He will give James and the Cavaliers their rings before the season opener, and Durant joins Curry, Draymond Green and Klay Thompson in the expensive and explosive Warriors lineup later that night against San Antonio.

Their teams are heavily favored to meet in the NBA Finals for the third consecutive year, a rivalry that could turn into something like the Celtics-Lakers, or before that of Bill Russell and Wilt Chamberlain.

But this is no two-team show.

[POOLE: NBA predictions: Cavs don't make Finals; Westbrook MVP]

"It's tough," Green said. "But at the same time I'm almost certain that it's a goal of (Cleveland's) to get back to try to win a championship. With that being said, there's a lot of great teams in this league. And they're not saying we're going to watch the Cavs and the Warriors in June."

Like Russell Westbrook and Oklahoma City being defiant, not devastated by Durant's departure the way the Cavs were when James bolted for Miami in 2010.

Or young stars like Karl-Anthony Towns growing up into the spotlight, now that Kobe Bryant, Tim Duncan and Kevin Garnett, titans for so long, have grown old and retired. And yet another batch of unmatched international talent, led by No. 1 pick Ben Simmons, an Australian whose debut will be delayed as he recovers from a foot injury.

It's what the league sought to create during the 2011 lockout, when more revenues were shifted from players to teams in hopes the clubs would then distribute them better and chip away at the gulf between the big-market haves and the little-market have-nots.

Money really started pouring in with the extension of the league's national TV contracts, which kicked in this season to the tune of about $2.6 billion annually. The TV deal has sent salaries soaring so much that owners and players are poised to agree to a new labor agreement soon without the type of fight that led to the last one.

The wealth of talent, and the wealth to acquire it, has emboldened teams to spend now where they once may have stood pat.

Durant, Al Horford and many more switched teams during the dizzying days of July free agency, with the Spurs putting Pau Gasol alongside Kawhi Leonard and LaMarcus Aldridge into the frontcourt spot that Duncan for so long had anchored.

A third of the league changed coaches, with clubs like Minnesota (Tom Thibodeau) and Houston (Mike D'Antoni) turning to proven winners to steer them through the rough Western Conference waters.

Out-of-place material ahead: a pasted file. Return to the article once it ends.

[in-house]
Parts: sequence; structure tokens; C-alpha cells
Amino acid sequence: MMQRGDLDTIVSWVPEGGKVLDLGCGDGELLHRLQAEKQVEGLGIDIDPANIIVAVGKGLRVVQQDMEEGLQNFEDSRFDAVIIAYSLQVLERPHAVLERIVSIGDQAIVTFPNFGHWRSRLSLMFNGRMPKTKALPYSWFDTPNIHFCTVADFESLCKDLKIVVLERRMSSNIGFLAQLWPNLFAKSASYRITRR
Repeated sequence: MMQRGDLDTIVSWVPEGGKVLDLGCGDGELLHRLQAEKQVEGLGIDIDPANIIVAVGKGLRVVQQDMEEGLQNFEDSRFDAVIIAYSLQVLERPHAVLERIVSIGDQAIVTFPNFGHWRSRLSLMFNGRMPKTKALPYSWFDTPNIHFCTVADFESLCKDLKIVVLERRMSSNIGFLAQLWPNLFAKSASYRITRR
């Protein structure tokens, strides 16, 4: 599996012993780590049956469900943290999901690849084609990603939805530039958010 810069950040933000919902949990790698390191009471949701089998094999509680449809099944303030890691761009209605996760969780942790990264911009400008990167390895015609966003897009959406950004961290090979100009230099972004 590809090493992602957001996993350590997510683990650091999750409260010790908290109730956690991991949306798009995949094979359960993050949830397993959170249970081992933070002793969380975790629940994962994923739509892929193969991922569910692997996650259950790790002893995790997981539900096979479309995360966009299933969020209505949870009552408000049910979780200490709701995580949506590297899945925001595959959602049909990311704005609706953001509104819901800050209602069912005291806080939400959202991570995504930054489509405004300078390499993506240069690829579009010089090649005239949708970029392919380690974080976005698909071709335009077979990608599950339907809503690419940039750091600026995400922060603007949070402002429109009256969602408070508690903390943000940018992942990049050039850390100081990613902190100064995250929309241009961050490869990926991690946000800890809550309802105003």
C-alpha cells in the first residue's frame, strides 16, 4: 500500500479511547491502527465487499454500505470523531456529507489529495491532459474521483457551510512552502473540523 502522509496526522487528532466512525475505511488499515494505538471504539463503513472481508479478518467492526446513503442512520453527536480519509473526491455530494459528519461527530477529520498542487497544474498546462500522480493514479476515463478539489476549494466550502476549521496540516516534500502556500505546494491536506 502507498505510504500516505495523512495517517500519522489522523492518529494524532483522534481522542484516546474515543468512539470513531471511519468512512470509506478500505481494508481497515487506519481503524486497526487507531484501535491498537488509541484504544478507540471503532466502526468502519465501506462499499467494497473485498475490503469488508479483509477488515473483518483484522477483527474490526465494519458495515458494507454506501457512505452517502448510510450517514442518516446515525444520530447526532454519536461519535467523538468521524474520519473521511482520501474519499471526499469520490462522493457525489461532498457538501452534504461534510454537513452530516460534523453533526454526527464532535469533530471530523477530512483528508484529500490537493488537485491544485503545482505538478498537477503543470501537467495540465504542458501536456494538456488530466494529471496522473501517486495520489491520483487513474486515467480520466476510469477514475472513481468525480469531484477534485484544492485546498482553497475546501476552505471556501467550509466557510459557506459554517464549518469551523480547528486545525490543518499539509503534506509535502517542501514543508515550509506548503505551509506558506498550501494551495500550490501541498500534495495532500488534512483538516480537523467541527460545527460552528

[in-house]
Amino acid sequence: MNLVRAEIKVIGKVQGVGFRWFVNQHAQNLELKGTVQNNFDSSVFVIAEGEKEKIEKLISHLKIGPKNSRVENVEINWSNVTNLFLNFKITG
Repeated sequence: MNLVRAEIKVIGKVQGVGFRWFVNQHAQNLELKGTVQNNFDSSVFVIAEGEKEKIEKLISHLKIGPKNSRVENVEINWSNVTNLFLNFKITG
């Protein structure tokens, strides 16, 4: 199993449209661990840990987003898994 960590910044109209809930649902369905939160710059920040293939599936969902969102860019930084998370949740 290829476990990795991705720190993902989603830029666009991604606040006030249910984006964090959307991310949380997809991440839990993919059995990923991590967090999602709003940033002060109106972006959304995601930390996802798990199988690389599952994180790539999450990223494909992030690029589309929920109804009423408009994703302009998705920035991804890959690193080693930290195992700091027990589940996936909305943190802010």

The Spurs or Clippers could emerge as the toughest test out there for the Warriors. Things look easier for James in the East, where he has emerged as the champion for six straight years. But he never thinks about what happened in the past.

"There are going to be so many more challenges, so many different obstacles that we're going to have to face this year as a ballclub," James said. "We have to be mentally focused, mentally prepared for it all. I think we will, be but it will not be easy and it shouldn't be."

Silver, who should definitely like what he sees, summed up the anticipation:

"I'm looking forward to the season."

In contract year, Iguodala hoping for new deal with Warriors

In contract year, Iguodala hoping for new deal with Warriors

OAKLAND – Andre Iguodala’s game defies convenient categorization. The box score generally doesn’t do it justice, yet box-score stats heavily influence value.

Which puts Iguodala, in the final year of his Warriors contract, in a bit of quandary. The 32-year-old small forward is a key member of the team and would like to receive another contract. How does he suppress the thought of a new deal while simultaneously hoping to get one?

“It’s human to have it in the back of your mind,” Iguodala told on Monday. “But I would never let that get in the way of us winning. That’s just the nature of my game anyway.

“Although I do try to sometimes, tell myself to be selfish when I’m out there, once I’m out there I’m always looking to make the right play. I may think, ‘Shoot, I should’ve shot it,’ but I end up passing it anyway because it’s the right play.”

Iguodala is a highly intelligent but largely intangible force who at his best plays lock-down defense, disrupts opposing offensive schemes, sets up teammates to score and occasionally pitches in with points of his own.

Coach Steve Kerr and general manager Bob Myers consistently express high regard for what Iguodala brings, but even they will have to decide whether the budget, beginning in 2017-18, will allow another contract for Iguodala.

It’s one thing for the Warriors to place immense value on Iguodala, the NBA Finals MVP during the team’s 2015 title run, but how would the rest of the league value a 33-year-old who spent three seasons as the team’s Sixth Man?

“They understand it here,” Iguodala said. “But the problem is you need another team, because if you don’t have another team, you can’t leverage. And it’s a business. I don’t care what you’ve done in the past.”

It’s conceivable that the Warriors, in drafting Patrick McCaw, believe they now have someone who eventually will give them much of what Iguodala provides. McCaw, 20, delights in guarding multiple positions while also playing a well-rounded offensive game.

Even Iguodala understands the comparison.

“It’s a little different,” Iguodala said. “As far as IQ, I definitely see it. He’s a very smart player. Very defensive-minded. Offensively, he’s underrated. He’s a great passer."

For now, the veteran is secure. He has a featured role on a team that is favored to win a championship. His contribution to the season will state is case to the Warriors.

“For me,” Iguodala said, “it’s just about playing with good intentions and hoping it works out."